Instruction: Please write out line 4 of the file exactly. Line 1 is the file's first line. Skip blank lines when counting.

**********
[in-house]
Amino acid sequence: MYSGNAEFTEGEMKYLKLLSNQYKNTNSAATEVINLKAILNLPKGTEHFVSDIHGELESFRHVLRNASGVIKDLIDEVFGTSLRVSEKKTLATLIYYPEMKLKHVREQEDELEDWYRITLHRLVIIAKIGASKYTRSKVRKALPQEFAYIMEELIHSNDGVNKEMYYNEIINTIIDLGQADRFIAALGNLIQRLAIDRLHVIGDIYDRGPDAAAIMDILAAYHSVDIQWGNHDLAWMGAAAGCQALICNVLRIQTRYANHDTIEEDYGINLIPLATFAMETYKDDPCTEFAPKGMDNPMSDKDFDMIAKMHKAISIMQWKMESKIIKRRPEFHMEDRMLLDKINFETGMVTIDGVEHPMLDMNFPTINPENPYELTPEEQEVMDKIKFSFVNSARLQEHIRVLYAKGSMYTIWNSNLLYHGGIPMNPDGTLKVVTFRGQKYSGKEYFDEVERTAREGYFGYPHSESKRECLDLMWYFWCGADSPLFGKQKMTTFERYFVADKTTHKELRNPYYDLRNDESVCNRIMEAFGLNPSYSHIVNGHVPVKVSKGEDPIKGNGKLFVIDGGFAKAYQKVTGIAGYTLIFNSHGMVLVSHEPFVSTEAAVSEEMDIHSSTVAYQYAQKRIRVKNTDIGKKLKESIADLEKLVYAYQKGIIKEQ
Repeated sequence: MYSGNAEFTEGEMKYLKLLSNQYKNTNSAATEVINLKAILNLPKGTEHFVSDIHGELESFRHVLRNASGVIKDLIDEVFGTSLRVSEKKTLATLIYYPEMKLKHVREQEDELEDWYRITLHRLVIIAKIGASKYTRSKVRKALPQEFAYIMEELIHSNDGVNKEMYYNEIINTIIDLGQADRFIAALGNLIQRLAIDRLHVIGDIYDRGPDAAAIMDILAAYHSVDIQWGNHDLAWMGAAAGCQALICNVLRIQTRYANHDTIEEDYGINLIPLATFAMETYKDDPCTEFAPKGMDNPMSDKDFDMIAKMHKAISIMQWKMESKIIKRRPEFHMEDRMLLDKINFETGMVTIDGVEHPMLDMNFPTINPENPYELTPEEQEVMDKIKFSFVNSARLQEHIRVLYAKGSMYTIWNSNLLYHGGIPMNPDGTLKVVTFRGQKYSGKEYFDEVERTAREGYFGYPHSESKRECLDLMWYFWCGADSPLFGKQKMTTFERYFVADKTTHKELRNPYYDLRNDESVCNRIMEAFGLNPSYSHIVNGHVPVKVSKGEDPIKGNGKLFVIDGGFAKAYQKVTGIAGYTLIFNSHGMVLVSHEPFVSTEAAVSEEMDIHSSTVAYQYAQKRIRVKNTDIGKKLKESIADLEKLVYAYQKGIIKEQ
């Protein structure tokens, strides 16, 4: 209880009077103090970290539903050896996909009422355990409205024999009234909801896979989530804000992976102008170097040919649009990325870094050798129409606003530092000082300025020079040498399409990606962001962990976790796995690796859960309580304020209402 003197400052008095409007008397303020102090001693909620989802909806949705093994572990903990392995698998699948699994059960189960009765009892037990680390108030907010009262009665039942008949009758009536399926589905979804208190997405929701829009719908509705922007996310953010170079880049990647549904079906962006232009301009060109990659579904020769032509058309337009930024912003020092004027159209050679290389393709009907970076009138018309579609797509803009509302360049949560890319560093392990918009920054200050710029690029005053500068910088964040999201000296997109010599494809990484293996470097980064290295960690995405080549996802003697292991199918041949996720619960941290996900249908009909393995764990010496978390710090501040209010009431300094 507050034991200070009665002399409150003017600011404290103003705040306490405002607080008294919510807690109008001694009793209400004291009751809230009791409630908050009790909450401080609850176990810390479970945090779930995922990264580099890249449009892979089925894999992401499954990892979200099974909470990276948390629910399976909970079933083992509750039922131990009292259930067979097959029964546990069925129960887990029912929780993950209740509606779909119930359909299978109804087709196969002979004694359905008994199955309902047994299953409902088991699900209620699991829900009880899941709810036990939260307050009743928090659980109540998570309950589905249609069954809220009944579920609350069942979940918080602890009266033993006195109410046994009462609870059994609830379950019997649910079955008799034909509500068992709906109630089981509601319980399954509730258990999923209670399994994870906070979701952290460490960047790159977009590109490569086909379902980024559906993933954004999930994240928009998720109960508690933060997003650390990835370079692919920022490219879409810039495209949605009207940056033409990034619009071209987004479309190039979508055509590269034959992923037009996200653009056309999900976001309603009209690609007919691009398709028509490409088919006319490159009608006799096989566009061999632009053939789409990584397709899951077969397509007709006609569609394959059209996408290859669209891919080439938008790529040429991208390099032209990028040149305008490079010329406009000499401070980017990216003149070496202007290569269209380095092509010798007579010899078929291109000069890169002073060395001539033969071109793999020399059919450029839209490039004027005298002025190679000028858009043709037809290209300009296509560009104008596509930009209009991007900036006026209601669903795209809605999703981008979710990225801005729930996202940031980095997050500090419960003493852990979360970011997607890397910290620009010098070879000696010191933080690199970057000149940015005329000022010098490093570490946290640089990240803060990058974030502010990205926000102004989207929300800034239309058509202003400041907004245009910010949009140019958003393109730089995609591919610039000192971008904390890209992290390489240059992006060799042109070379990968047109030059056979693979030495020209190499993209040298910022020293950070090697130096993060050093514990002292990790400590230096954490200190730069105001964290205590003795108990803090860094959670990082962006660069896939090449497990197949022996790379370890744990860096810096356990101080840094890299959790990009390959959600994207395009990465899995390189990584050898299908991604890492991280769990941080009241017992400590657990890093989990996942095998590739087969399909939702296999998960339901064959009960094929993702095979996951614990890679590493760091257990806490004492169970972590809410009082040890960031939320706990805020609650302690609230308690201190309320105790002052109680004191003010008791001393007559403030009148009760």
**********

């Protein structure tokens, strides 16, 4: 209880009077103090970290539903050896996909009422355990409205024999009234909801896979989530804000992976102008170097040919649009990325870094050798129409606003530092000082300025020079040498399409990606962001962990976790796995690796859960309580304020209402 003197400052008095409007008397303020102090001693909620989802909806949705093994572990903990392995698998699948699994059960189960009765009892037990680390108030907010009262009665039942008949009758009536399926589905979804208190997405929701829009719908509705922007996310953010170079880049990647549904079906962006232009301009060109990659579904020769032509058309337009930024912003020092004027159209050679290389393709009907970076009138018309579609797509803009509302360049949560890319560093392990918009920054200050710029690029005053500068910088964040999201000296997109010599494809990484293996470097980064290295960690995405080549996802003697292991199918041949996720619960941290996900249908009909393995764990010496978390710090501040209010009431300094 507050034991200070009665002399409150003017600011404290103003705040306490405002607080008294919510807690109008001694009793209400004291009751809230009791409630908050009790909450401080609850176990810390479970945090779930995922990264580099890249449009892979089925894999992401499954990892979200099974909470990276948390629910399976909970079933083992509750039922131990009292259930067979097959029964546990069925129960887990029912929780993950209740509606779909119930359909299978109804087709196969002979004694359905008994199955309902047994299953409902088991699900209620699991829900009880899941709810036990939260307050009743928090659980109540998570309950589905249609069954809220009944579920609350069942979940918080602890009266033993006195109410046994009462609870059994609830379950019997649910079955008799034909509500068992709906109630089981509601319980399954509730258990999923209670399994994870906070979701952290460490960047790159977009590109490569086909379902980024559906993933954004999930994240928009998720109960508690933060997003650390990835370079692919920022490219879409810039495209949605009207940056033409990034619009071209987004479309190039979508055509590269034959992923037009996200653009056309999900976001309603009209690609007919691009398709028509490409088919006319490159009608006799096989566009061999632009053939789409990584397709899951077969397509007709006609569609394959059209996408290859669209891919080439938008790529040429991208390099032209990028040149305008490079010329406009000499401070980017990216003149070496202007290569269209380095092509010798007579010899078929291109000069890169002073060395001539033969071109793999020399059919450029839209490039004027005298002025190679000028858009043709037809290209300009296509560009104008596509930009209009991007900036006026209601669903795209809605999703981008979710990225801005729930996202940031980095997050500090419960003493852990979360970011997607890397910290620009010098070879000696010191933080690199970057000149940015005329000022010098490093570490946290640089990240803060990058974030502010990205926000102004989207929300800034239309058509202003400041907004245009910010949009140019958003393109730089995609591919610039000192971008904390890209992290390489240059992006060799042109070379990968047109030059056979693979030495020209190499993209040298910022020293950070090697130096993060050093514990002292990790400590230096954490200190730069105001964290205590003795108990803090860094959670990082962006660069896939090449497990197949022996790379370890744990860096810096356990101080840094890299959790990009390959959600994207395009990465899995390189990584050898299908991604890492991280769990941080009241017992400590657990890093989990996942095998590739087969399909939702296999998960339901064959009960094929993702095979996951614990890679590493760091257990806490004492169970972590809410009082040890960031939320706990805020609650302690609230308690201190309320105790002052109680004191003010008791001393007559403030009148009760």